Less Perfect Union
Never in American history have voters been as furious as they were in the last two national elections; if anything, Frederick County citizens in the November races were even more ticked off.
In 2008 a general anger seized the country. Frustrated by broken promises and fearful of the worst economic slump since the Great Depression, results at the polls mirrored the public mood. The first African American won the White House in a landslide and Congress was packed with new faces that represented a repudiation of George W. Bush, Richard Cheney, and all they stood for.
Last autumn the reverse happened. Personalities came into play but only in a lesser way, particularly President Barack Obama’s. Having elected him to make changes, the electorate showed their smoldering dissatisfaction by rebuking him and his Democratic Party.
Naming a new state chairman, Maryland Republicans rejected moderate Mary Kane, who ran for lieutenant governor in 2010, in favor of radical right-wing, ex-State Senator Alex Mooney. Frederick County voters voted a straight Republican ticket, rejecting worthy candidates because they wore the wrong label.
GOP long-incumbent Representative Roscoe Bartlett said, speaking of the burden that power brings, in a telephone conversation: “It’s all on us (Republicans).” The congressman was not boasting; his voice a half whisper.
A double-reverse could happen next year. Remember Newt Gingrich? He was responsible, more than anything else, for Bill Clinton’s second term in the Oval Office, which Roscoe remembers vividly. Frederick’s man on Capitol Hill was just re-elected; he will mark 20 years in the House of Representatives in 2012.
The rise of the Tea Party, in the wake of George W. Bush’s loss, embeds a self-destructive element within GOP ranks; I know, I know, there are Democrats, and Blacks, in the revolutionary movement. They rally behind a strict interpretation of the U.S. Constitution; in the newly Republican House, representatives have been enlisted to read the late-18th century document on the floor of Congress. Like the Roman Catholic Church, they hope reversal to the fundamentals will save the republic.
Both hopes are doomed at the get-go.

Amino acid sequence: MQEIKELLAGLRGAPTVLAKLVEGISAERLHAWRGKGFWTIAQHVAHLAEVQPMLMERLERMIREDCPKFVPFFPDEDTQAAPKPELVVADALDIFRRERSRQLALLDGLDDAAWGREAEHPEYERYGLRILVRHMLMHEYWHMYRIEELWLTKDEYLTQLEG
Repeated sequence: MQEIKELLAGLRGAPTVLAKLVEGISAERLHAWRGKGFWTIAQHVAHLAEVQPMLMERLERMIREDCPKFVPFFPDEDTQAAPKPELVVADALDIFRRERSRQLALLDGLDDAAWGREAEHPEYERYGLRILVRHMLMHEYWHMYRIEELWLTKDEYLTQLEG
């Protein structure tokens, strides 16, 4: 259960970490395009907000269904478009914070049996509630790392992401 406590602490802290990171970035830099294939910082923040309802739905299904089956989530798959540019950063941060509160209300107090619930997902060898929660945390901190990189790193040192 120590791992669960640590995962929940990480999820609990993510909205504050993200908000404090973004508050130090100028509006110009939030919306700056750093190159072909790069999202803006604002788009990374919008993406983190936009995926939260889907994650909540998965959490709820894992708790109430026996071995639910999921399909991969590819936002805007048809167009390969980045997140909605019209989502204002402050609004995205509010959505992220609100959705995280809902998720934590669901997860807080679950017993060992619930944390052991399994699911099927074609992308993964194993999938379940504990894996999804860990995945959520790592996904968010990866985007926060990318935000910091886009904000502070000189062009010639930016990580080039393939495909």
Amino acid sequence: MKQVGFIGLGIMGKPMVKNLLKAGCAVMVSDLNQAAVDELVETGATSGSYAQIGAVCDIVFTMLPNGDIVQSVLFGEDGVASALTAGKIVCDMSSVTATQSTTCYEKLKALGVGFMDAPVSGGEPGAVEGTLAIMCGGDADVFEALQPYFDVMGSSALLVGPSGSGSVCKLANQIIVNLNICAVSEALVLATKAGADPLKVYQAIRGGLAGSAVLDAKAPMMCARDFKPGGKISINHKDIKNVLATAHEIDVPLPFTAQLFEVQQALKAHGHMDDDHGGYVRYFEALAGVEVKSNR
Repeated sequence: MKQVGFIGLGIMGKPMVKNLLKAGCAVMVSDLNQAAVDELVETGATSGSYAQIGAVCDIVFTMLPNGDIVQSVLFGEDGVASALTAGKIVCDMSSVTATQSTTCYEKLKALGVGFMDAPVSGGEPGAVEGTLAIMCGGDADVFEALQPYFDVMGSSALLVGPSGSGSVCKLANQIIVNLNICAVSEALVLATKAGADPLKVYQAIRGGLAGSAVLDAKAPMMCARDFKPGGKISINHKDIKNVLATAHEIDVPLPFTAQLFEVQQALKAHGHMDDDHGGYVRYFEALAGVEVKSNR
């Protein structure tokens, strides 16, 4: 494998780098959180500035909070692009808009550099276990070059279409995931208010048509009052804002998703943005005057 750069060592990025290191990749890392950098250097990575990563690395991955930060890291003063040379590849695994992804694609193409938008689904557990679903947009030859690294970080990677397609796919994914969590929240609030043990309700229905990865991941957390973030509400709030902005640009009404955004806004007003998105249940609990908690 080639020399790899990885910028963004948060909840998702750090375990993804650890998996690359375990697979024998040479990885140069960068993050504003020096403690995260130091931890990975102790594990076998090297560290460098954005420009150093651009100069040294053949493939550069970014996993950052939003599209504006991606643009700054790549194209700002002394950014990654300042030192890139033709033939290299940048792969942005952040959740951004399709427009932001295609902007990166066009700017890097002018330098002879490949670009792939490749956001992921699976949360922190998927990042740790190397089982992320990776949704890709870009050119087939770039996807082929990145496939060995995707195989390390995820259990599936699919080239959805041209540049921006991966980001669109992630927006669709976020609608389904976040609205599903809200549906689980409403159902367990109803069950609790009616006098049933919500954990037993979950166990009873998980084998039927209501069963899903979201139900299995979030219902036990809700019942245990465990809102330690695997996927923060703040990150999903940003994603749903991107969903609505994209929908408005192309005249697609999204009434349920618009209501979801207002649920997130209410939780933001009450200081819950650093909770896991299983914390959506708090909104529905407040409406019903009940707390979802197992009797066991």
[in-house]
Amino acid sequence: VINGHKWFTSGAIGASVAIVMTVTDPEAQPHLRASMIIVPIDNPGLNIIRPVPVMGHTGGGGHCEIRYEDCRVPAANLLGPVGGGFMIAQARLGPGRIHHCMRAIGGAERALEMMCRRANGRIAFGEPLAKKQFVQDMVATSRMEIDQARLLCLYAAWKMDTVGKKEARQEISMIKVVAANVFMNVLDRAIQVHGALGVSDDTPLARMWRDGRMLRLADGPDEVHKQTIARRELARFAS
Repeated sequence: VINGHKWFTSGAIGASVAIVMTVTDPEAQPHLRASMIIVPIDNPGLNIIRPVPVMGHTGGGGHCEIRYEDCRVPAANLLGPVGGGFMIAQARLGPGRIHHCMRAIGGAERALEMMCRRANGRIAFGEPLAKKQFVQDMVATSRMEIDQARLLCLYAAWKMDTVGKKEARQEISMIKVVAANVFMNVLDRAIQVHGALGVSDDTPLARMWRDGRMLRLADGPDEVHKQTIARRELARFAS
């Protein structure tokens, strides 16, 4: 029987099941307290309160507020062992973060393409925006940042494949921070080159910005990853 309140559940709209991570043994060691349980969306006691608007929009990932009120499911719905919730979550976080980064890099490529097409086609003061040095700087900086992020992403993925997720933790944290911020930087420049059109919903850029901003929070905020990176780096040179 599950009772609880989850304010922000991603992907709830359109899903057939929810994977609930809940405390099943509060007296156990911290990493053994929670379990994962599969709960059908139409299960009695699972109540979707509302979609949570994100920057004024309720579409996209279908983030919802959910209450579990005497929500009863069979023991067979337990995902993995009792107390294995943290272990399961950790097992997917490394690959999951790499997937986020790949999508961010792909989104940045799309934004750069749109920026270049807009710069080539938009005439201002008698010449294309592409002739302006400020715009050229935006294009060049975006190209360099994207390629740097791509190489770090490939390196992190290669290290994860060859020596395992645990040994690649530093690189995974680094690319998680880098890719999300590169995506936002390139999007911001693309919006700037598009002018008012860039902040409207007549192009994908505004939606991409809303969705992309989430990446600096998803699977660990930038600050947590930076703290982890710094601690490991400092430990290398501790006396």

Returning to the status that prevailed during Vatican I and post-Revolutionary America offers the probability of more dissatisfaction and discontent in this age of personal and mass communications. Modernization was rejected by the Roman Curia; millions of Catholics no longer go to the church, some switching faiths in frustration.
The same fate awaits the Tea Party and conservative Republicans, and it doesn’t really matter if they beat Democrats the next time around. Things were radically different when the Founding Fathers assembled in Philadelphia; I don’t mean the revocation of slavery and the innovations that make life more comfortable in the 21st century.
Humanity has transformed. The have-nots now have a purchase on power; at least they did within the recent 100 years. The concentration of wealth and control came about, I deeply believe, because of individual greed. Men and women were so busy stuffing their pockets; they hardly noticed what “their betters” were about.
This malaise has infected nations; witness the near-collapse of several European countries. The reaction is reflected in the world’s creeping conservatism, which runs counter to the Constitution’s glowing preamble:
“We the People of the United States, in Order to form a more perfect Union, establish Justice, insure domestic Tranquility, provide for the common defence, promote the general Welfare, and secure the Blessings of Liberty for us and our Posterity, do ordain and establish this Constitution for the United States of America.”
At that time absolute monarchies ruled the planet; revolution in France was still brewing. The underlying reason that the Union was not “perfect” can be blamed on human frailty and corruption.
My poor America.